The waters of Baptism, and the Blood of the Eucharist, pouring forth from Christ's side, brought the Church into existence just as Eve was formed from Adam's side. And just as God took man and "breathed into his face the breath of life, and man became a living soul," so at the Pentecost did the Holy Ghost come down over the Church and bring Her to life.
General devotion to the Sacred Heart, the birthplace of the Church and the font of Love, were popular in Benedictine and Cistercian monasteries, especially in response to the devotion of St. Gertrude the Great (b. 1256), but specific devotions became even more popularized when St. Margaret Mary Alacoque (1647-1690), a Visitation nun, had a personal revelation involving a series of visions of Christ as she prayed before the Blessed Sacrament. She wrote, "He disclosed to me the marvels of his Love and the inexplicable secrets of his Sacred Heart." Christ emphasized to her His love -- and His woundedness caused by Man's indifference to this love.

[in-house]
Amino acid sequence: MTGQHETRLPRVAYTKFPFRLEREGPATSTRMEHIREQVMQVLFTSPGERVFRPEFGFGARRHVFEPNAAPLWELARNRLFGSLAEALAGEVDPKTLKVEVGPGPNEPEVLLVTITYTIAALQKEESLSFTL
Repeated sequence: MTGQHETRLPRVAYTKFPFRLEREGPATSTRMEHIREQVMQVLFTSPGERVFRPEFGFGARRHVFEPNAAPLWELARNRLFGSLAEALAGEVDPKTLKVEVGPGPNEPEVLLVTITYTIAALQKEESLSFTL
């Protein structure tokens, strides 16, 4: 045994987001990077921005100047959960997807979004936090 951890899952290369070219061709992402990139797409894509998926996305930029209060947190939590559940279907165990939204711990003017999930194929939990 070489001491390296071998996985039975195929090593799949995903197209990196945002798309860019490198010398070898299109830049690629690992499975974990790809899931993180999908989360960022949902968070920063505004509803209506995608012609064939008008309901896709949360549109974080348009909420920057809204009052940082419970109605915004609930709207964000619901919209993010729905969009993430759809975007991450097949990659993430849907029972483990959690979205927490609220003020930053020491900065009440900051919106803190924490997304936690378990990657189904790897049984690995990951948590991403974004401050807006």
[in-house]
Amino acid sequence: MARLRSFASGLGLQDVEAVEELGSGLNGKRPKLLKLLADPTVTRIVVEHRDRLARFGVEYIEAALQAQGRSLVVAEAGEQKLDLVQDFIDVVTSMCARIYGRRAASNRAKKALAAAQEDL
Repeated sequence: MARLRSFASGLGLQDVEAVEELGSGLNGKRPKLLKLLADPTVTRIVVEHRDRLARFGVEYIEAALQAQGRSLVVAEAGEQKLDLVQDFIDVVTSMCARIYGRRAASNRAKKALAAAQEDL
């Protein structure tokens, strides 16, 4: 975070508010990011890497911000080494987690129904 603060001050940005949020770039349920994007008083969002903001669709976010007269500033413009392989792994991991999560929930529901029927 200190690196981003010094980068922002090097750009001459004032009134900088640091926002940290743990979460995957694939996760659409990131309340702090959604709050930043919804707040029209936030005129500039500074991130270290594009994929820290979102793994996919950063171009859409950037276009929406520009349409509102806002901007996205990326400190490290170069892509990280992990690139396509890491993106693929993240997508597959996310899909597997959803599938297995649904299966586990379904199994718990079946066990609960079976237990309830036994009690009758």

He promised that, in response to those who consecrate themselves and make reparations to His Sacred Heart:
- He will give them all the graces necessary in their state of life.
- He will establish peace in their homes.
- He will comfort them in all their afflictions.
- He will be their secure refuge during life, and above all, in death.
- He will bestow abundant blessings upon all their undertakings.
- Sinners will find in His Heart the source and infinite ocean of mercy.
- Lukewarm souls shall become fervent.
- Fervent souls shall quickly mount to high perfection.
- He will bless every place in which an image of His Heart is exposed and honored.
- He will give to priests the gift of touching the most hardened hearts.
- Those who shall promote this devotion shall have their names written in His Heart.